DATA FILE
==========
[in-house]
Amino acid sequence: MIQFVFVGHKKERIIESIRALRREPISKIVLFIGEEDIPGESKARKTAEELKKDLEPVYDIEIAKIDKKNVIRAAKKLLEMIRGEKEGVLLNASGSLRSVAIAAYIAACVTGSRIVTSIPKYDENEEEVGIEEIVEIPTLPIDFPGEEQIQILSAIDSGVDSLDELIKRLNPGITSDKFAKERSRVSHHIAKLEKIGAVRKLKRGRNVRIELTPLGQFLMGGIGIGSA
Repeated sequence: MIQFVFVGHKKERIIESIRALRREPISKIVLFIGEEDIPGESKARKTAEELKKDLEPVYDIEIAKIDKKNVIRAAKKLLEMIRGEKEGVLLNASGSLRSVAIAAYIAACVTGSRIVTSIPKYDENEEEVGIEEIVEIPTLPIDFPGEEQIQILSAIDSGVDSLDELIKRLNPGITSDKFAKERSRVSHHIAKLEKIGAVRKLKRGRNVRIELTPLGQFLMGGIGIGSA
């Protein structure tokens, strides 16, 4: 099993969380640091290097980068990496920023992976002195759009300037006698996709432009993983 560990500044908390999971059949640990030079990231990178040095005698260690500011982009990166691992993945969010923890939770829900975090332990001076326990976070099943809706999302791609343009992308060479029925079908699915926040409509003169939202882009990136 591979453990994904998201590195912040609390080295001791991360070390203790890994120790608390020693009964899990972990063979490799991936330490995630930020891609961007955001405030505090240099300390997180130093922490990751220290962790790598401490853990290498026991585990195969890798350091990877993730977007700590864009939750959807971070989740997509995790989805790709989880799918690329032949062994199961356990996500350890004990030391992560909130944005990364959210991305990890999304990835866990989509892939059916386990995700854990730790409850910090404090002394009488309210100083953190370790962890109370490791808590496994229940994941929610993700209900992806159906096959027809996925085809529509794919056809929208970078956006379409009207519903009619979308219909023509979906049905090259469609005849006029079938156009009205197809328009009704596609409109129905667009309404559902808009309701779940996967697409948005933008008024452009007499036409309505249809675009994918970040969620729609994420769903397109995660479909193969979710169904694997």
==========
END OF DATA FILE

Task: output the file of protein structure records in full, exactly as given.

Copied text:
[in-house]
Amino acid sequence: MIQFVFVGHKKERIIESIRALRREPISKIVLFIGEEDIPGESKARKTAEELKKDLEPVYDIEIAKIDKKNVIRAAKKLLEMIRGEKEGVLLNASGSLRSVAIAAYIAACVTGSRIVTSIPKYDENEEEVGIEEIVEIPTLPIDFPGEEQIQILSAIDSGVDSLDELIKRLNPGITSDKFAKERSRVSHHIAKLEKIGAVRKLKRGRNVRIELTPLGQFLMGGIGIGSA
Repeated sequence: MIQFVFVGHKKERIIESIRALRREPISKIVLFIGEEDIPGESKARKTAEELKKDLEPVYDIEIAKIDKKNVIRAAKKLLEMIRGEKEGVLLNASGSLRSVAIAAYIAACVTGSRIVTSIPKYDENEEEVGIEEIVEIPTLPIDFPGEEQIQILSAIDSGVDSLDELIKRLNPGITSDKFAKERSRVSHHIAKLEKIGAVRKLKRGRNVRIELTPLGQFLMGGIGIGSA
């Protein structure tokens, strides 16, 4: 099993969380640091290097980068990496920023992976002195759009300037006698996709432009993983 560990500044908390999971059949640990030079990231990178040095005698260690500011982009990166691992993945969010923890939770829900975090332990001076326990976070099943809706999302791609343009992308060479029925079908699915926040409509003169939202882009990136 591979453990994904998201590195912040609390080295001791991360070390203790890994120790608390020693009964899990972990063979490799991936330490995630930020891609961007955001405030505090240099300390997180130093922490990751220290962790790598401490853990290498026991585990195969890798350091990877993730977007700590864009939750959807971070989740997509995790989805790709989880799918690329032949062994199961356990996500350890004990030391992560909130944005990364959210991305990890999304990835866990989509892939059916386990995700854990730790409850910090404090002394009488309210100083953190370790962890109370490791808590496994229940994941929610993700209900992806159906096959027809996925085809529509794919056809929208970078956006379409009207519903009619979308219909023509979906049905090259469609005849006029079938156009009205197809328009009704596609409109129905667009309404559902808009309701779940996967697409948005933008008024452009007499036409309505249809675009994918970040969620729609994420769903397109995660479909193969979710169904694997």